Since rediscovering this versatile dish, I thought I would try my hand at good old American hash browns before I tackle the Swiss Rosti. I found this recipe in a Cook's Country magazine and I was super excited to give it a try. Our trip to Switzerland has opened up the possibilities for serving hash browns. It's not just a breakfast food anymore.
Sheet Pan Hash Browns
3 pounds Yukon Gold Potatoes, unpeeled
6 Tablespoons olive oil
1 teaspoon salt
1/4 teaspoon pepper
Return to oven and bake 6-8 minutes.
Season with salt and pepper and serve.
This is no rosti but it's the best recipe for hash browns that I've ever made. (or tasted) It's the perfect compliment to my scrambled eggs, my turkey burgers and even my salads. 😂
Ben and I have been married for 26 years and we've certainly had our share of disagreements - usually over something extremely important like the proper way to cut a bell pepper. I actually think that the root of most of our conflicts can be traced back to the food that we eat and how it's prepared. 😂
Our food preferences couldn't be any more different. While I crave fresh fish and vegetables from the garden - the love of my life prefers red meat and carbohydrates. Our diverse tastes aren't really an issue when we go out to eat because we're both pretty adventurous eaters and we can find something to eat on almost any restaurant menu but preparing meals at home is a whole different story.
How do you prepare 1 meal for a meat and potato loving carnivore and a healthy, calorie conscious, non-red meat eater? I've tried serving different grilled chicken recipes for weeks at a time but it didn't take long for my beloved to catch on to my chicken games. Despite by best intentions, he was not thrilled about eating smoked chicken, chicken tacos, chicken soup, chicken salad and shredded chicken sandwiches all in the same week. 🍗 I don't know why? Who wouldn't love 6 straight chicken meals in a row? 😂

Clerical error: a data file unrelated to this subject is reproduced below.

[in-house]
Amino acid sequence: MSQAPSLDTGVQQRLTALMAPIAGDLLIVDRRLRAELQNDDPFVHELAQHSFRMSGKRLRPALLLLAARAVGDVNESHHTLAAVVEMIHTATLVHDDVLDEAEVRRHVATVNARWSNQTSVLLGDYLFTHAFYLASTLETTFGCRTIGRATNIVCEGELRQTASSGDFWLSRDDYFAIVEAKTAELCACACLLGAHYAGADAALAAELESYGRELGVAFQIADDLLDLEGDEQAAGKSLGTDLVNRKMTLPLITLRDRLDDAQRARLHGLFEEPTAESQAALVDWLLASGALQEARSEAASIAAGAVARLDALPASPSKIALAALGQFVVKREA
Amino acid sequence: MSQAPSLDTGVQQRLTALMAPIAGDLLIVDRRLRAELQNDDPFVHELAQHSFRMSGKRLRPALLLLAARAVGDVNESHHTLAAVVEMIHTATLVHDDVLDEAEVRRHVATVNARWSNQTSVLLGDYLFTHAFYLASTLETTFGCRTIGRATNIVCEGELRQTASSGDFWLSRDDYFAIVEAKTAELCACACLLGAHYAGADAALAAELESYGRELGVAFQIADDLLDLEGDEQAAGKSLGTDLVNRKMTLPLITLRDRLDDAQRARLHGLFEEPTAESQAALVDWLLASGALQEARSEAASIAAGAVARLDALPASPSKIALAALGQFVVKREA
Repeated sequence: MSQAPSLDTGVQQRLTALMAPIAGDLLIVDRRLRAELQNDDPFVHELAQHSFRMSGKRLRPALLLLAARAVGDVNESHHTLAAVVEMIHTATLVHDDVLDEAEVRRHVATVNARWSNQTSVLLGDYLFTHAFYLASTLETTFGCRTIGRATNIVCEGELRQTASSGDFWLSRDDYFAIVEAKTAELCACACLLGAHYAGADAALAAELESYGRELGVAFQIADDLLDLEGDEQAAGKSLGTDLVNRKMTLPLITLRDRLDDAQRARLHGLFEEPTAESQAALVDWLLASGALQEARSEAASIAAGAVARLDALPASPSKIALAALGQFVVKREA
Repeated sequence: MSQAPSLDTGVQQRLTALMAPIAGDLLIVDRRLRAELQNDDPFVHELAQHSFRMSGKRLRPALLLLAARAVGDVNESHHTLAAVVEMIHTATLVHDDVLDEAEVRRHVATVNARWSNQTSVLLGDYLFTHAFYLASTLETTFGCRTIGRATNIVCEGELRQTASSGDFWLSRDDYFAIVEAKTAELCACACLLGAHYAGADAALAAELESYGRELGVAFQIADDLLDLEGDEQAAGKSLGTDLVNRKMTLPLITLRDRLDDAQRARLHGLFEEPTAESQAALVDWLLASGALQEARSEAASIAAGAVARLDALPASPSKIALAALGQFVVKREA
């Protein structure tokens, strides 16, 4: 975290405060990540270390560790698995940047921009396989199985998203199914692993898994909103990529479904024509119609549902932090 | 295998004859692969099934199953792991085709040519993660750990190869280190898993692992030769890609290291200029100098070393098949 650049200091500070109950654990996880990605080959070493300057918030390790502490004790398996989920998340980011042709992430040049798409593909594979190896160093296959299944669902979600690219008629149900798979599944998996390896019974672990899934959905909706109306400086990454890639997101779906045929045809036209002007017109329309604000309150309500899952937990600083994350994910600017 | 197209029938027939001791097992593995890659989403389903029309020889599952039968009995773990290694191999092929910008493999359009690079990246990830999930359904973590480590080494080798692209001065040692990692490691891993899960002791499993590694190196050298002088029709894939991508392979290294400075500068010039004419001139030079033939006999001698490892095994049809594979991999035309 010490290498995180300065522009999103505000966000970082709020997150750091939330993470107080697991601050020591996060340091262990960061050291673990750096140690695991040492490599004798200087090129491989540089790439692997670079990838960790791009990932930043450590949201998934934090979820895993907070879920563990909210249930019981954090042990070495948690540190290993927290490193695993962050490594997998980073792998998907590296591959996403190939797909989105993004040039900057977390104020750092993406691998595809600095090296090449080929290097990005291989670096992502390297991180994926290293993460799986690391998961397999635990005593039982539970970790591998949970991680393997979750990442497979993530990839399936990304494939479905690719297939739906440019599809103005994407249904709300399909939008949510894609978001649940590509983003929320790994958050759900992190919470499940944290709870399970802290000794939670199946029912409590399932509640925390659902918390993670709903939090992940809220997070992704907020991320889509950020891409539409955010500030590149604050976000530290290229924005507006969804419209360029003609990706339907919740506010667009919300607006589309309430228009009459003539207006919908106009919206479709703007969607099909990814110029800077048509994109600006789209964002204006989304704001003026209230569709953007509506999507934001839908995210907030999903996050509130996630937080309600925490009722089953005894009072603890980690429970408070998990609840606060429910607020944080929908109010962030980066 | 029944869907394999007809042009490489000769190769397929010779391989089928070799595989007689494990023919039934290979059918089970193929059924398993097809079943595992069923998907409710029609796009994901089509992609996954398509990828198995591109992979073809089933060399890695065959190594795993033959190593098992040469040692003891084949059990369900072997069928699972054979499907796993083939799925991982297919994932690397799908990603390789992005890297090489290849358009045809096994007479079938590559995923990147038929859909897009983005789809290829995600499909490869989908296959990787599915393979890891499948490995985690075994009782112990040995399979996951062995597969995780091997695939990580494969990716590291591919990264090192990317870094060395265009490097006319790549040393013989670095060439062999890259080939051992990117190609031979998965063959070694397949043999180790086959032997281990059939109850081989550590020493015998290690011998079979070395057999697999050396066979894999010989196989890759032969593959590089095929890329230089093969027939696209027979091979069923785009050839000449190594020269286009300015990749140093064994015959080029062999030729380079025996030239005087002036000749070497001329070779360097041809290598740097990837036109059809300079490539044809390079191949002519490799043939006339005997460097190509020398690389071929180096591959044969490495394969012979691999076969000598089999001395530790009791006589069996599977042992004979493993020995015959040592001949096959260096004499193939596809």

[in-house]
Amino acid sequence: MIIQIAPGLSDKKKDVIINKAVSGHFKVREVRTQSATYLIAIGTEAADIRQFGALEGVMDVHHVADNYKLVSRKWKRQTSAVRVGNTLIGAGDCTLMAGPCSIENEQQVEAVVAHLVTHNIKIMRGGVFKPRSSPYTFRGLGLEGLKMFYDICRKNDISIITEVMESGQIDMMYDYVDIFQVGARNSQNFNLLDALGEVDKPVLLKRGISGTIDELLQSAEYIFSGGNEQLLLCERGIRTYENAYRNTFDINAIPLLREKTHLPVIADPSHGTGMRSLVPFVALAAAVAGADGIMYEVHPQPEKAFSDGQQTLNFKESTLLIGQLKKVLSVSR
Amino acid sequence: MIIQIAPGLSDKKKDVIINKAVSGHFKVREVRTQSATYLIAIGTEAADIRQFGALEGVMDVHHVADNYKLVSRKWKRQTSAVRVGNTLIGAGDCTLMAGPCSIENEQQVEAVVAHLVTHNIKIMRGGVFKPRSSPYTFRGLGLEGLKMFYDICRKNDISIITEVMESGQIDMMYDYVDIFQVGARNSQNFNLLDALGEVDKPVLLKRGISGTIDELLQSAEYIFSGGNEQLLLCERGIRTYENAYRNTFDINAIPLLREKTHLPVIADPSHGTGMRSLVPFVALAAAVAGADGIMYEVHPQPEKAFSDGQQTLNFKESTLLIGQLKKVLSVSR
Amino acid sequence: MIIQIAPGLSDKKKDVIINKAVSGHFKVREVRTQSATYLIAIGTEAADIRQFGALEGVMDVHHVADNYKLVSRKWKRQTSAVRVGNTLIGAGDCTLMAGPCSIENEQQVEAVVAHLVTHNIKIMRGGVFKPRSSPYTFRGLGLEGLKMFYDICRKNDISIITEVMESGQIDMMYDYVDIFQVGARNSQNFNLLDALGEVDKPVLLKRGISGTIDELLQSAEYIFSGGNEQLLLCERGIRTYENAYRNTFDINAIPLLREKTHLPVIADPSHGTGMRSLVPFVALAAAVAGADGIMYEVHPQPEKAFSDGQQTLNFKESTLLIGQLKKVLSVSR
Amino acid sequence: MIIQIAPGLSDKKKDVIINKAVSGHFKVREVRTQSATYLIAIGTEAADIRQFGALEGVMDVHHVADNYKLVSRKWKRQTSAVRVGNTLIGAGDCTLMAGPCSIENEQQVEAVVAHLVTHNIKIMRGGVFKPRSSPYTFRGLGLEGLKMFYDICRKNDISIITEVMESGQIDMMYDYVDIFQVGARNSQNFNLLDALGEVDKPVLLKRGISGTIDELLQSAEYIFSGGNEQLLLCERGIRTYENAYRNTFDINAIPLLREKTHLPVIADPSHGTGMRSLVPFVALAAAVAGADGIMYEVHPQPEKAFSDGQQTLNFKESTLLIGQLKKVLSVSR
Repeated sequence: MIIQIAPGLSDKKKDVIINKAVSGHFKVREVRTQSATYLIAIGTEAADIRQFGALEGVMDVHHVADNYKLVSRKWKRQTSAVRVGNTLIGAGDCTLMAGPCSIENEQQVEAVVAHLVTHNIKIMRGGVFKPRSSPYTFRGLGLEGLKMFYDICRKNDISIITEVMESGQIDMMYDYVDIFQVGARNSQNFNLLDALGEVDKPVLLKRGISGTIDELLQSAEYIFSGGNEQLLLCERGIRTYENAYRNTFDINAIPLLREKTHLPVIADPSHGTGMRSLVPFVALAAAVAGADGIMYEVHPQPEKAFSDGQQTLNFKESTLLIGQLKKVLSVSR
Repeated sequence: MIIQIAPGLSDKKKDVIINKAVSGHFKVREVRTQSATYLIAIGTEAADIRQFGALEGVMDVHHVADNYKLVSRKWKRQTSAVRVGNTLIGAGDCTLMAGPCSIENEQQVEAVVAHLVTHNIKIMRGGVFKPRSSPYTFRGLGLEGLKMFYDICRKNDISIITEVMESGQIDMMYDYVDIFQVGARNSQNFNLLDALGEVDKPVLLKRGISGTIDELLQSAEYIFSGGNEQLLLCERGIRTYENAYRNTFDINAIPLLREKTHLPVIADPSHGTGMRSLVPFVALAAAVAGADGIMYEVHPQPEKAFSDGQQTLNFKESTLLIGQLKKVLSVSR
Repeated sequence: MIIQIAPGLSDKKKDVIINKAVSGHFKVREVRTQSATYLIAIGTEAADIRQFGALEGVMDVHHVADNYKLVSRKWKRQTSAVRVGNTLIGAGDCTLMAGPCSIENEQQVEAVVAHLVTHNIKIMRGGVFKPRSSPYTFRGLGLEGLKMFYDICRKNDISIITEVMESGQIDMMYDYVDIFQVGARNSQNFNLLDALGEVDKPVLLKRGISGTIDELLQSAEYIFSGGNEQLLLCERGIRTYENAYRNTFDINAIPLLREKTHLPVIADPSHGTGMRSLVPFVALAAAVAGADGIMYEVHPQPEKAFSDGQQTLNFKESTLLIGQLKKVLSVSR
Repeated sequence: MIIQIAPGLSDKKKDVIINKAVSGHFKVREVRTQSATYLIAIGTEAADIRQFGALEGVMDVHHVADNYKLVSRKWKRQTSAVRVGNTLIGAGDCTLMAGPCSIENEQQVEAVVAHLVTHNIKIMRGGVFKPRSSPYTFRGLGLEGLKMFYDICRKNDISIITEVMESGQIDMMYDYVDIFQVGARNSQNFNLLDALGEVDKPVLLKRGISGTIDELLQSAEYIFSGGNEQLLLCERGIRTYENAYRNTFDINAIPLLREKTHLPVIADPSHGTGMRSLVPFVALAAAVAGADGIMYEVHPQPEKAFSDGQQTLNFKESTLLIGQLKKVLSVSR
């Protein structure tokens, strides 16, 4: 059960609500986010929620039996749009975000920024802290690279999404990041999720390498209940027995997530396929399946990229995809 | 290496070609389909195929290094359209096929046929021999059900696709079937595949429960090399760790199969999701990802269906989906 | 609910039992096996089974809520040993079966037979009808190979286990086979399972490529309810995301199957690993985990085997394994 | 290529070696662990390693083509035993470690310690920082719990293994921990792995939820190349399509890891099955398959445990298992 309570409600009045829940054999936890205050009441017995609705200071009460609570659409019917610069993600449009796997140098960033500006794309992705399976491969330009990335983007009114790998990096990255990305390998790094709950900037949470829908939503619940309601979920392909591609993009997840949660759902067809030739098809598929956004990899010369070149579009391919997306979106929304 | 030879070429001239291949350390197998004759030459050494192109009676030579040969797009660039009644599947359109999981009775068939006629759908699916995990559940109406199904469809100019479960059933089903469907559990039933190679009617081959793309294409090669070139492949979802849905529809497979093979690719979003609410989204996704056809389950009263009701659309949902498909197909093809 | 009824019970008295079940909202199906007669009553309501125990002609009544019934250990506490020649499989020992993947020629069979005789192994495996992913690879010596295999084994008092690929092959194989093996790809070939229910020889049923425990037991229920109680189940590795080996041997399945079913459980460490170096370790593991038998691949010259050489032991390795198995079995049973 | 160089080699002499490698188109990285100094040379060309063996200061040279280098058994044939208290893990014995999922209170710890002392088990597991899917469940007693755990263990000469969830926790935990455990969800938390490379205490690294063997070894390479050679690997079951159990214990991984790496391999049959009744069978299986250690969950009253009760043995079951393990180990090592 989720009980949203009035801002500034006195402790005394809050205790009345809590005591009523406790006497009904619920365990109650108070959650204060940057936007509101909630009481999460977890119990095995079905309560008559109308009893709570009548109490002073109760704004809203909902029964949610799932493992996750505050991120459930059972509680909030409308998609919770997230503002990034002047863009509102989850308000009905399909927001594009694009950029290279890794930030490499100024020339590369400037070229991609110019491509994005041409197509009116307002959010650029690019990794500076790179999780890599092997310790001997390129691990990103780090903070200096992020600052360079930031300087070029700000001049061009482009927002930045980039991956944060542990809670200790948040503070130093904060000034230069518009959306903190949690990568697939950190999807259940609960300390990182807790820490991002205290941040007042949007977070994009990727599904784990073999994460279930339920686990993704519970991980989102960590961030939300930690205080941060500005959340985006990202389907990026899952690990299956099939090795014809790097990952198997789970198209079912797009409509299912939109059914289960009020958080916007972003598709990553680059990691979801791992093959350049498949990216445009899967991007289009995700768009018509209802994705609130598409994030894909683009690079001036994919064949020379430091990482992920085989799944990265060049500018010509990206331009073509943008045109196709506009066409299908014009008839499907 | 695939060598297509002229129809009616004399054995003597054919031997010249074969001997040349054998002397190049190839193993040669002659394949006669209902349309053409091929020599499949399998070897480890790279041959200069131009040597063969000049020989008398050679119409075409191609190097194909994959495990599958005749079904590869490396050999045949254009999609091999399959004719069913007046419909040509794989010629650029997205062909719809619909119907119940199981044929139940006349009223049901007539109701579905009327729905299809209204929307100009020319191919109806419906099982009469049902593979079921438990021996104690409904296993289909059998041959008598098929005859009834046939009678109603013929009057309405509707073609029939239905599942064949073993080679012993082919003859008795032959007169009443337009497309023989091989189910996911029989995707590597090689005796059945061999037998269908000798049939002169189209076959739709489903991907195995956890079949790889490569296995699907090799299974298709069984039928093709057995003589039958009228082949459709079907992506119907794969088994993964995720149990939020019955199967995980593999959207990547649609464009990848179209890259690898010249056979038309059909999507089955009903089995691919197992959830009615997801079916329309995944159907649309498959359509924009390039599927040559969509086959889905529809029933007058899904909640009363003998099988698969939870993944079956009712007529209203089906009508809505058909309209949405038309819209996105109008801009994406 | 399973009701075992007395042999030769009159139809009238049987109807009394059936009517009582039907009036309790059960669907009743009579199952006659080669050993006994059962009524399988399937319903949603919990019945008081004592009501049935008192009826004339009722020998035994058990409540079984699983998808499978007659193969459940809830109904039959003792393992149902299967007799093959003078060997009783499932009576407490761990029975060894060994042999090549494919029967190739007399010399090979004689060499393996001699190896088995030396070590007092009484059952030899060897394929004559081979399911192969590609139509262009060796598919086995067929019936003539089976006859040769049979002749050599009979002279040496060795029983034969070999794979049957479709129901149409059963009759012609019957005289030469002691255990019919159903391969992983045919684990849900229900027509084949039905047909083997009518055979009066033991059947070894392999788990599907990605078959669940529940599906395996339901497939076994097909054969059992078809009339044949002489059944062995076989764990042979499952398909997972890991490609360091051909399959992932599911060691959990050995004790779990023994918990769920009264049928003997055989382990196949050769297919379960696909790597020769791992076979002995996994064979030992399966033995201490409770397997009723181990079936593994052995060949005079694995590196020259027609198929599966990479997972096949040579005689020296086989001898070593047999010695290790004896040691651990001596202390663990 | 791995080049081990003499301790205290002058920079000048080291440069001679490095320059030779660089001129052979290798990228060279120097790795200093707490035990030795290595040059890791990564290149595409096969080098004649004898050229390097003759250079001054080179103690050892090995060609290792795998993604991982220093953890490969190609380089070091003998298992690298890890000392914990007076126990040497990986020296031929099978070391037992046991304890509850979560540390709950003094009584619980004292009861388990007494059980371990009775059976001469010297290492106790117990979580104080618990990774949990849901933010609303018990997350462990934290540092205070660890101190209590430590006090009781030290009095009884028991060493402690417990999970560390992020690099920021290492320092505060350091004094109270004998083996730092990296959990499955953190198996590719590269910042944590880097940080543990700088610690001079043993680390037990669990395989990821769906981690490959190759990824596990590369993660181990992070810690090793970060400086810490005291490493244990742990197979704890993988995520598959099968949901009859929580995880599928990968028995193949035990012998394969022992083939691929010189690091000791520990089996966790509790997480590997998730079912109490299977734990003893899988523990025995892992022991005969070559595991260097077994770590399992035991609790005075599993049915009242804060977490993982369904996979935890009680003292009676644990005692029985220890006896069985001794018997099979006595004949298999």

I can't guarantee that my sweet husband and I will ever agree about how to properly julienne a carrot but I over the past 26 years, I have been able to prepare more meals at home that we both enjoy. The trick is to fix meals loaded with vegetables AND lean proteins. We both agree that this Coconut, Cashew, Chicken and Cabbage Salad is the perfect combination of healthy, filling and delicious. It's a meal for me and a perfect compliment to a thick, juicy steak for him.
Coconut, Cashew, Chicken Cabbage Salad
1/3 cup flake coconut
2 cloves garlic
1/3 cup lime juice
1/4 cup soy sauce
2 1/2 teaspoons sugar
2 shallots, thinly sliced
3 cups shredded cooked chicken
2 cups napa cabbage, shredded
1/2 cup chopped cashews
2 cups fresh basil
2 cups cilantro
The jalapeno, garlic, lime and soy dressing on this salad is AMAZING. You will want to eat it on all of your cabbage salads from now on. Take my word for it - you'll want to make extra.
I'm not sure who is in charge of naming squash varieties but kudos to whoever it is. Names like butternut, honeynut, spaghetti, gold nugget, banana, sweet dumpling or sunburst make it sound like I'm consuming something way more decadent than a nutrient rich gourd. On the other hand maybe someone should tell the tomato namers that eating something called Mr. Stripey, a Hillbilly or a Moneymaker diminishes my eating experience. 🍅 🤷🏻♀️ Just a thought.